The world learned modern capitalism from America. We were supposedly the experts. With modifications, our financial system was copied by, and intermeshed with, those of the European Union, Russia, China, Brazil, Dubai, Japan, etc. Maybe they didn't like us, and maybe they thought our day was ending as theirs dawned. But when it came to making money in a big way, they trusted us to know what we were talking about. They don't trust us anymore. We've put them all in danger. They won't forgive or forget. Lionel Barber, of the staid Financial Times, summed it up: "What's so special about this [disruption] is that it was made in America. America's credit rating, America's standing are going to suffer" (CNBC, Closing Bell, Oct. 15).
Bigger Than 9/11: On Monday, Oct. 13, Secretary Paulson and Fed Chairman Ben Bernanke invited the CEOs of our nine biggest banks to a meeting in Washington, D.C. The CEOs were not told why. "To their astonishment, they were each handed a one-page document that said they agreed to sell shares to the government, then [Paulson] said they must sign it before they left" (The New York Times, Oct. 15). They argued, but they signed. The article goes on to note that "just days earlier" Paulson had vigorously rejected this plan. "Analysts say the United States was forced to shift policy [my italics] in part because Britain and other European countries announced plans to recapitalize their banks and backstop bank lending. But unlike in Britain, the Treasury secretary presented his plan as an offer the banks could not refuse."
"The U.S. government emerges as the nation's biggest bank investor" (CNBC, Street Signs, Oct. 15). "The U.S. banking sector will be tied to the federal government for years to come" (The Wall Street Journal, Oct. 14, p.1). First housing was seminationalized, then insurance, now banks. No one has a word for this. It's not socialism, but it's not American capitalism either. And it wasn't our idea.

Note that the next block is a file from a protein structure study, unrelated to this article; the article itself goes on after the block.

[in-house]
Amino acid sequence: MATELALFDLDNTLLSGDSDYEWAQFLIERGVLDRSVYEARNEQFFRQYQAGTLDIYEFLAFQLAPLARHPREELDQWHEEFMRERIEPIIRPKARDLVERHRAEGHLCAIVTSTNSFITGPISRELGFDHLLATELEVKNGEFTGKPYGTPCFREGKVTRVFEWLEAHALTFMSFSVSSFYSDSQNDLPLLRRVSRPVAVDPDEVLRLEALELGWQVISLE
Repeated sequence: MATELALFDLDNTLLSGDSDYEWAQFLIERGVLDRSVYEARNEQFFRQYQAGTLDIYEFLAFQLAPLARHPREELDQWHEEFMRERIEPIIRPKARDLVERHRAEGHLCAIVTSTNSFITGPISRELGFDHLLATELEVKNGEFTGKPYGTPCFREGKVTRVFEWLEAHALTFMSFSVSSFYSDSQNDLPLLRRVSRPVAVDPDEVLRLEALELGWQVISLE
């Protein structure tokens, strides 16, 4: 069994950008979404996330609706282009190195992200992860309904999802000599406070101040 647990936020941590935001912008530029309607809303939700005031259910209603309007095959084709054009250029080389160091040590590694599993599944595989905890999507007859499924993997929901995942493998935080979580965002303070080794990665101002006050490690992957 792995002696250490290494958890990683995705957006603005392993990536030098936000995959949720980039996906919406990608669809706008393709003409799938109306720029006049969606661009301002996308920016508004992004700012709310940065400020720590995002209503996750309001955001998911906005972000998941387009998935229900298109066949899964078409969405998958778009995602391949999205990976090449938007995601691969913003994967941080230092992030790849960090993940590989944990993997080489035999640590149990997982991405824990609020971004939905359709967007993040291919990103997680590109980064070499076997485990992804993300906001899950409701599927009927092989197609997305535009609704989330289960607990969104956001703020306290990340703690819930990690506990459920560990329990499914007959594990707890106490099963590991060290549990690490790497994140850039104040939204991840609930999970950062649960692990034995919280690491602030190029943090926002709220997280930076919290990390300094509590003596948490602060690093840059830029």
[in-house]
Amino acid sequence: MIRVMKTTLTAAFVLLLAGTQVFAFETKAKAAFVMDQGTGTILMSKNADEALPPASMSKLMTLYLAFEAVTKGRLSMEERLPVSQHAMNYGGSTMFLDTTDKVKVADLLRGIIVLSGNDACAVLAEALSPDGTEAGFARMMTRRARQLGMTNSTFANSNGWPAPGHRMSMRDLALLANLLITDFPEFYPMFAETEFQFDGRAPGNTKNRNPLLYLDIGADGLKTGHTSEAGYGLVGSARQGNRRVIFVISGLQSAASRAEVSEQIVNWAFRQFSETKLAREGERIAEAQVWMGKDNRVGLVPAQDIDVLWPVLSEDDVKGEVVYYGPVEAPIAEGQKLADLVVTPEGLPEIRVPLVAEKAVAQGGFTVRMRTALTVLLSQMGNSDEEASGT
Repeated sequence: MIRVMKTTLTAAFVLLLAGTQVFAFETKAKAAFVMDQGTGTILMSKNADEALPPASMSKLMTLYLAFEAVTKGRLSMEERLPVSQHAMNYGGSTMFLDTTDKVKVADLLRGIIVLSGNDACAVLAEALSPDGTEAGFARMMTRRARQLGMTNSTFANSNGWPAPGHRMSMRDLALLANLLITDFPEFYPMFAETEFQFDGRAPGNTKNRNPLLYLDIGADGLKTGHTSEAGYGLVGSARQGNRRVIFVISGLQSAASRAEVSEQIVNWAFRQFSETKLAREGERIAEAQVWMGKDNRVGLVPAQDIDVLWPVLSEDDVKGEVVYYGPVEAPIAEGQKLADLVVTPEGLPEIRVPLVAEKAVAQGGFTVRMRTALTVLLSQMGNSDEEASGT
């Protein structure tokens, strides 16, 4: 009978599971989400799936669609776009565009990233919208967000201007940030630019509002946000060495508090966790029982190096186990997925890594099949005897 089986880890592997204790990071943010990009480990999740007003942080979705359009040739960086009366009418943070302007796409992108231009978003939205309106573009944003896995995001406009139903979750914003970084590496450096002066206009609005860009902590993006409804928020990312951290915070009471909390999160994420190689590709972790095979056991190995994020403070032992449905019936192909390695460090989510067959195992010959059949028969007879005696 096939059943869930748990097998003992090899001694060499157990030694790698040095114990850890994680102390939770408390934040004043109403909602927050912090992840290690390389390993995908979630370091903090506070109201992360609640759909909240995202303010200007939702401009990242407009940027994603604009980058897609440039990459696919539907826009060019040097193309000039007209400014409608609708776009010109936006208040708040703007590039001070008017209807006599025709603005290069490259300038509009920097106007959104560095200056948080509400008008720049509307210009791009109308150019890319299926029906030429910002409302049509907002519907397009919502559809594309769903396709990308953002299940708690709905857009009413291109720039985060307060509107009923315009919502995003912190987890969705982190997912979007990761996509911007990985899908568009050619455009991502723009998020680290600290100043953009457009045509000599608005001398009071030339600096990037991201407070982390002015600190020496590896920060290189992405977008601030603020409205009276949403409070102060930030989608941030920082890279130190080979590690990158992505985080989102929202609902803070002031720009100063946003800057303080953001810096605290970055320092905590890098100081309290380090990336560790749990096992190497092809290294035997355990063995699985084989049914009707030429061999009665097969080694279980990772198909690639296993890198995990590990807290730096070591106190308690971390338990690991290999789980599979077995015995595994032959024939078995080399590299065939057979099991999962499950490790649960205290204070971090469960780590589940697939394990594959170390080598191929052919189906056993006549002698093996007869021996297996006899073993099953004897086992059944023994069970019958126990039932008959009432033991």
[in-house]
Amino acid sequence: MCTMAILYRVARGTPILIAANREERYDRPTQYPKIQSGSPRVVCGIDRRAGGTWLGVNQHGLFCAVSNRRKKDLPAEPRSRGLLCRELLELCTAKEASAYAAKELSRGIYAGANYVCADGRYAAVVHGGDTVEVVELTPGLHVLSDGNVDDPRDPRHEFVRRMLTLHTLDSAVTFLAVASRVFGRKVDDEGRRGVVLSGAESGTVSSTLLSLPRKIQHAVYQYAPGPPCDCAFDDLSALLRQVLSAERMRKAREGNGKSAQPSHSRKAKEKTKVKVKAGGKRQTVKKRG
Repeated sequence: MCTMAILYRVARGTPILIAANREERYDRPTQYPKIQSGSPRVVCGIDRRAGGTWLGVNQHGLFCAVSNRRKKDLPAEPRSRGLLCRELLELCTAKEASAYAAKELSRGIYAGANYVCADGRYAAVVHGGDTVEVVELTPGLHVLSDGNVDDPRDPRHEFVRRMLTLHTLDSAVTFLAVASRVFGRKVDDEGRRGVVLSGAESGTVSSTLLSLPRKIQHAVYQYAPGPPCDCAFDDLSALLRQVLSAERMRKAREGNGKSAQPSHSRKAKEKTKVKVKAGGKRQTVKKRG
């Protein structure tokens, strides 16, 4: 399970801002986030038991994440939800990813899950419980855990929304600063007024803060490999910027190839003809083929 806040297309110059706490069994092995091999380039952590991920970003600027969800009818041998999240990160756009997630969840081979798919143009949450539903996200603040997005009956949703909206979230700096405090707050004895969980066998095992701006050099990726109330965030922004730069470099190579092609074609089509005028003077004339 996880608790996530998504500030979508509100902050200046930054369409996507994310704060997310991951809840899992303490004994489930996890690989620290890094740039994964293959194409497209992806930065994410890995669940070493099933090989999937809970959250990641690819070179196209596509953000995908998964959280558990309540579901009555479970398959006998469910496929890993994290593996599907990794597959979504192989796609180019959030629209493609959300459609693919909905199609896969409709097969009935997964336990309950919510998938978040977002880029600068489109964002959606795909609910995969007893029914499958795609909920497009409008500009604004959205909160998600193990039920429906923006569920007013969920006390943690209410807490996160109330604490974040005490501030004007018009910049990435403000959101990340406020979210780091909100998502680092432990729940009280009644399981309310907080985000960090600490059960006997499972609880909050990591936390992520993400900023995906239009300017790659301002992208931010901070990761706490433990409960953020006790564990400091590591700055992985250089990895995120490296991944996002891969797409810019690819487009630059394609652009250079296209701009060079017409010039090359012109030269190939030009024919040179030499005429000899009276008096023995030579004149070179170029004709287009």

"Europe ... set the pattern for the U.S. plan. If the U.S. did not act in a similar fashion, investors might have moved money abroad to seek safety" (USA Today, Oct. 14, p.1). We were forced by Europe into the "partial nationalization" of the banking system (BBC World News America) – "an astonishing move in the home of free market capitalism" (Toronto's Globe and Mail online, Oct. 15). That article notes that the European Union is calling an international meeting next month, inviting our president-elect for the purpose of "reforming the world financial order." In other words, they'll reform the system with or without us.
Then French President Nicolas Sarkozy and European Commission President José Manuel Barroso met with President Bush at Camp David. Bush agreed to the international meeting, and the three held a press conference announcing it would take place by year's end (Associated Press online, Oct. 18). Bush warned, "It is essential that we preserve the foundations of democratic capitalism." Standing right beside him, Barroso then said, "We need a new global financial order." (Translation: "We're not preserving your 'order.'") Sarkozy added that the present order "is no longer acceptable ... no longer possible."
However Bush may posture, this meeting wasn't what America wanted; it was Europe's demand. The apparent compromise is that the meeting will be held in New York, but Sarkozy added a barely diplomatic jab: It's right that New York host the meeting "insofar as the crisis began in New York." We started this. They intend to finish it. We'll go along because, in order even to have an economy, we must. We don't make the rules anymore.
History will record this crisis as more important by far than 9/11. The 9/11 attacks left us with many choices. We chose badly (the PATRIOT Act, the invasion of Iraq), but we did the choosing. The world begged us to do otherwise. We told them to shove it. But when Sarkozy says, "We want a new world to come out of this" (Newsweek, Oct. 20, p.25) and Germany's finance minister adds that "America [will] lose its role as 'financial superpower'" (The Economist, Oct. 2, p.55) – that's the sound of a fat lady singing.
The economic future of the United States is no longer in the hands of the United States.